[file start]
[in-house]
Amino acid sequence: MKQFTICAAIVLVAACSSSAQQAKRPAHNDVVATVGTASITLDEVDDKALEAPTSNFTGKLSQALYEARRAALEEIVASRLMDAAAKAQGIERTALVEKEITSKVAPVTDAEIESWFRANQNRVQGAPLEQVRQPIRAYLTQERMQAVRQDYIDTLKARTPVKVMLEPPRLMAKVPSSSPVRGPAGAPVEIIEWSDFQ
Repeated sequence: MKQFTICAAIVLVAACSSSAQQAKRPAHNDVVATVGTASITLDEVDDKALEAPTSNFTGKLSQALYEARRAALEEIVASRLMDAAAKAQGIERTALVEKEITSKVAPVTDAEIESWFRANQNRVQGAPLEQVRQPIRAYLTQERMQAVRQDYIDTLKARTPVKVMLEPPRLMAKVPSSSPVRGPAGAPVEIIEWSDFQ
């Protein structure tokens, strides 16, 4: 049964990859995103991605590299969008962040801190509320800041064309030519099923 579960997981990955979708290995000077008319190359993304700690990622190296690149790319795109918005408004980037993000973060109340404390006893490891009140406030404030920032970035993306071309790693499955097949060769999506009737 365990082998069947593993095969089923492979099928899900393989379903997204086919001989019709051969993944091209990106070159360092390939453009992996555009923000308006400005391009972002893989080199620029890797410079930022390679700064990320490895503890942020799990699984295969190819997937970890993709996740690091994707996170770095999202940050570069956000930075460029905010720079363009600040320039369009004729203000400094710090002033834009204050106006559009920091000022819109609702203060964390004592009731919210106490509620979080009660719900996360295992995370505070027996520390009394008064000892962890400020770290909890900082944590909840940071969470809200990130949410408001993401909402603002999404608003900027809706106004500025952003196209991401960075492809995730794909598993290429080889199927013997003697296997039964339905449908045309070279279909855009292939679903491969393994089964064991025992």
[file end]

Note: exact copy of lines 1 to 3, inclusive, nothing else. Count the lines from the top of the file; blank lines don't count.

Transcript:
[in-house]
Amino acid sequence: MKQFTICAAIVLVAACSSSAQQAKRPAHNDVVATVGTASITLDEVDDKALEAPTSNFTGKLSQALYEARRAALEEIVASRLMDAAAKAQGIERTALVEKEITSKVAPVTDAEIESWFRANQNRVQGAPLEQVRQPIRAYLTQERMQAVRQDYIDTLKARTPVKVMLEPPRLMAKVPSSSPVRGPAGAPVEIIEWSDFQ
Repeated sequence: MKQFTICAAIVLVAACSSSAQQAKRPAHNDVVATVGTASITLDEVDDKALEAPTSNFTGKLSQALYEARRAALEEIVASRLMDAAAKAQGIERTALVEKEITSKVAPVTDAEIESWFRANQNRVQGAPLEQVRQPIRAYLTQERMQAVRQDYIDTLKARTPVKVMLEPPRLMAKVPSSSPVRGPAGAPVEIIEWSDFQ